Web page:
• What if I receive a positive result from the PCR test but do not display any symptoms?

      There is evidence to show that individuals can be infected with COVID-19 and not suffer any symptoms. While you may not be suffering with symptoms, if you test positive for COVID-19, this puts others at risk because they may be able to catch the coronavirus from you. Therefore, if you receive a positive result, you should self-isolate immediately, and inform others you have been in contact with during the last 7 days.

  • What if I receive a negative result?

      If you receive a negative result, this means you are not currently infected with COVID-19. However, this does not mean you are not susceptible to catching COVID-19, and you should therefore take all of the necessary precautions as advised by the government, such as maintaining social distancing.

  • Is there anyone who cannot be tested?

      No. If a greater number of people undergo PCR testing, this will reduce the pressure on the government to increase testing capacity.

  • Can pregnant women or women who are breastfeeding be tested?

      Yes. This test will not harm the mother or baby.

  • What is the science behind PCR testing?

      PCR (polymerase chain reaction) testing examines DNA or RNA within a sample to determine if this matches the genetic material of an antigen. The name of the process refers to the replication of DNA that is required to ensure that there is enough DNA to be analysed.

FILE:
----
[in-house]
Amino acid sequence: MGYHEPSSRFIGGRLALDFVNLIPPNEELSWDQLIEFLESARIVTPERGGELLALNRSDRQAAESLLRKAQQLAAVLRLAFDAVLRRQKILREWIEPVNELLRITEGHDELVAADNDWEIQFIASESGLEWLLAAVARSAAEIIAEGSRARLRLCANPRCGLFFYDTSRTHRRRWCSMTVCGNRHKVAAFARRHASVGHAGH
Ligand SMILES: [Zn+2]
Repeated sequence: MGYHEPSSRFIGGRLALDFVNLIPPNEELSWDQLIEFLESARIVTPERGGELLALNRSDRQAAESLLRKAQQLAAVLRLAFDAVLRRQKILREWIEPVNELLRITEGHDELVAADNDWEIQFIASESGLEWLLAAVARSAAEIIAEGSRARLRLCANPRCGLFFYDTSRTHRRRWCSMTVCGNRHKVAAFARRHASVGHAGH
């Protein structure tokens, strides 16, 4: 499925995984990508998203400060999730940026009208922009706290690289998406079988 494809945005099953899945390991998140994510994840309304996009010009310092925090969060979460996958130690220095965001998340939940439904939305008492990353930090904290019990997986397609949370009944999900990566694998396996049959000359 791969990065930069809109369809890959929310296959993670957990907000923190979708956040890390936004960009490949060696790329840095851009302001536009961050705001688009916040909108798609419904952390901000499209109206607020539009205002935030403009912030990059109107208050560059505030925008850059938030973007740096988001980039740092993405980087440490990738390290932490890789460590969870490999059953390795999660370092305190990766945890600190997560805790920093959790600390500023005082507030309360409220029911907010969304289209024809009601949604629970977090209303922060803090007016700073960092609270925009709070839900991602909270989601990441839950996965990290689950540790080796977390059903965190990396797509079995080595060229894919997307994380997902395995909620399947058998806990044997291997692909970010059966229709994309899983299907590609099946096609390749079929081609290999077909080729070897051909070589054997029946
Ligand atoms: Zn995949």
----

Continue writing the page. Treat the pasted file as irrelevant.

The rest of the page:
DNA and RNA carry genetic material. DNA stands for ‘Deoxyribonucleic Acid,’ which copies and stores genetic information within an organism and allows for this to be passed onto offspring. It has two strands and takes the form of a double helix. RNA stands for ‘Ribonucleic Acid’, and its role is to take genetic material within DNA and use this to build proteins. RNA has one strand and is shorter than DNA.

      Initially, the individual must take a sample from the nasopharynx using a swab-like device. The nasopharynx is the upper part of the throat that is located behind the nose. The swab-like device will collect droplets of saliva, mucous and any DNA or RNA of an antigen if a person is infected.